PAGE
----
2018: A Year In Review

A look back over 2018, and a look forward to 2019.

Last year when I put out content around the new year about my plans I got a spike in traffic. I guess something about the personal nature of the post was attractive. Based on how much people seemed to like those posts, I thought I’d do another.

A round up of 2018 — and a goal set for 2019.

 

The one and only thing I’ll be focusing on in 2018

Sometimes it's what we don't-do, rather than what we do-do that can be infinitely more important.

“You seem Zen. Do you meditate?”. We were in a bar having a catch up drink before Christmas. We hadn’t spoken for a year, but we’ve been friends for a long time. I didn’t think much of the comment at the time. But since I’ve had the chance to think about it some more. It has been a while since I’ve last meditated (even though I should do it more…). But the “zen” part has been a deliberate practice. Well, I wouldn’t call it Zen. I’d call it focus and it’s something that I spent most of 2017 trying to cultivate. There’s a Hemingway quote that’s stuck with throughout this year.

The best reads of 2017

My top picks out of everything I read in 2017

2017 it seems was the year of marketing, business and philosophy reading. A big (reading related) revelation of 2017: Used books on Amazon. This has saved me a huge bunch of cash. I read around 75 books this year and tossed aside a whole load more that didn’t captivate me. I also made a complete move (and loving it!) to physical books so that I can better take notes and reference them later. But without further ado, here are a few of the better books that I read this year…

On being and hiring an apprentice

When it comes to being an apprentice: autonomy trumps skill.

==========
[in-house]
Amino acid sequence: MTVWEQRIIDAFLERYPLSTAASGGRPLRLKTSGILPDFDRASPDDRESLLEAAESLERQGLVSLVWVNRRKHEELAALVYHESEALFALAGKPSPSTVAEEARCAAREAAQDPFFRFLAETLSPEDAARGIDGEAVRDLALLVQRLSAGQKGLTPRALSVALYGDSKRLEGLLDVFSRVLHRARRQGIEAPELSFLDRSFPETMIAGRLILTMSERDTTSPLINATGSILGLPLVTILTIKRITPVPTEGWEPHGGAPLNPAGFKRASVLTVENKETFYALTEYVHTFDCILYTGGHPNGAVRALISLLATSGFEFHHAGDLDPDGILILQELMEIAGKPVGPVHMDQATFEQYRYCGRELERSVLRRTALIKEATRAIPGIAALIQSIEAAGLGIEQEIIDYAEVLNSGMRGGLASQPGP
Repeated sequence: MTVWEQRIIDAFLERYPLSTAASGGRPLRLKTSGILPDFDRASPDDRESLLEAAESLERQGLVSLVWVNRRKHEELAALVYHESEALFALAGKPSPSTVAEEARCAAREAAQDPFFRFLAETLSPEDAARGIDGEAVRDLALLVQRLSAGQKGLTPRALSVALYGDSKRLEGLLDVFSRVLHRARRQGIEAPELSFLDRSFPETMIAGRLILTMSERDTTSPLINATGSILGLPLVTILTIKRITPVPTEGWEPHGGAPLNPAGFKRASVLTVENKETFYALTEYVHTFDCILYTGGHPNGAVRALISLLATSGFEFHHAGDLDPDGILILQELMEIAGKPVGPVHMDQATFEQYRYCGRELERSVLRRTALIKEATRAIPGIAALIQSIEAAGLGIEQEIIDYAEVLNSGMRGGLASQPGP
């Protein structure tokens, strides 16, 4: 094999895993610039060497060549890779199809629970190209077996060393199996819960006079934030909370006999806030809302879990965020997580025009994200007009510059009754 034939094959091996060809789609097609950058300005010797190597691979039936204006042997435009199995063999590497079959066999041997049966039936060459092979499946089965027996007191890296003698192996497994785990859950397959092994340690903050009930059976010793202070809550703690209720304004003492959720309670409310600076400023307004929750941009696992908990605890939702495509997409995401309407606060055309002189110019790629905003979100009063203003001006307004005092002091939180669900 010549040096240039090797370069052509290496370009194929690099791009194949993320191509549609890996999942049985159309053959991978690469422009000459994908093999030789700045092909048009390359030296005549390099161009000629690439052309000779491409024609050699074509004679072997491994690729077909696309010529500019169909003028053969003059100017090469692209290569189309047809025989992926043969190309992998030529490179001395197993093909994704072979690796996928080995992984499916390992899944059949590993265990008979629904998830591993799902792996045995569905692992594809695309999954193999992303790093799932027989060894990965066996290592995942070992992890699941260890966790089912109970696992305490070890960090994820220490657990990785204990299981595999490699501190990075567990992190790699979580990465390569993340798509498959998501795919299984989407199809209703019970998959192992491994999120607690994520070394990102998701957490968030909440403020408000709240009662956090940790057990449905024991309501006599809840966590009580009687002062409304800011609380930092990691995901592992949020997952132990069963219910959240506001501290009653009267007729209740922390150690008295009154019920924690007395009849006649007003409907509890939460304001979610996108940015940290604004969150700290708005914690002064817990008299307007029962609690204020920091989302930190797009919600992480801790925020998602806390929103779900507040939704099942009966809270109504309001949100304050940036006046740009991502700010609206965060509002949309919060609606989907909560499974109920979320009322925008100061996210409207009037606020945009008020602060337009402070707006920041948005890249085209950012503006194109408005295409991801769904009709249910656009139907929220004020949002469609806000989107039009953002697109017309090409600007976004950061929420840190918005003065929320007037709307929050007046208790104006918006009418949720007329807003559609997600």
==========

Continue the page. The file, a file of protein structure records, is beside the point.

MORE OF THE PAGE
We are often an apprentice. Whether that’s joining a new team with a new business domain. Or joining a new job that requires new skills. This means that we’re at the mercy of needing someone else to guide us. Leaving us in the dark, trying to make sense of everything.
 
As I move between clients often I find myself in the apprentice space a lot. And then wondering what approach is best. Ask lots of questions or hardly any? What amount of interaction makes sense?

Stoicism: A software developers guide.

Many of life's issues are already solved. That means we can learn incredible lessons from the past ... here are my top 5 ideas from the stoic philosophy and how you can leverage them too.

Most problems have happened before. If we search back in history far enough, we’ll find someone overcoming a problem we now have. Stoic philosophy (Stoicism), when studied can give us many of the answers to problems we already face. I am only a beginner when it comes to Stoicism. But I’ve already had benefits leveraging some of the learnings from their teachings.
 
Rather than spending your time reading the works and figuring out how they apply to you. I’ve distilled 5 of the top lessons, from the perspective of a software developer.

An inside look at my favourite apps

A list of my favourite apps from productivity and mindfulness to budgeting and finance.

I’m always getting asked “wait, what is that app?” when someones peering over my shoulder as I work. So I figured it was about time to unleash them all. A list of my favourite apps from productivity and mindfulness to budgeting and finance.
 
Here is a list of my current apps that I use in my day-to-day life. They cover pretty much everything from productivity to finance. You should come away with at least one hidden gem in here I’m sure!

How ancient greek philosophy will make you a better developer

No matter the difficulty you face - it's certain someone has faced it before. Harnessing the power of Ancient philosophers can help us to overcome difficulties and ultimately be better at what we do: software.

“They’re the scariest man at AND Digital” !
Exclaimed a developer to me about a colleague. I burst out laughing. Not at the developer, but at his choice of words. The developer isn’t native English. This made his choice of wording rather amusing. I knew exactly what he meant; scary was not the word he was looking for!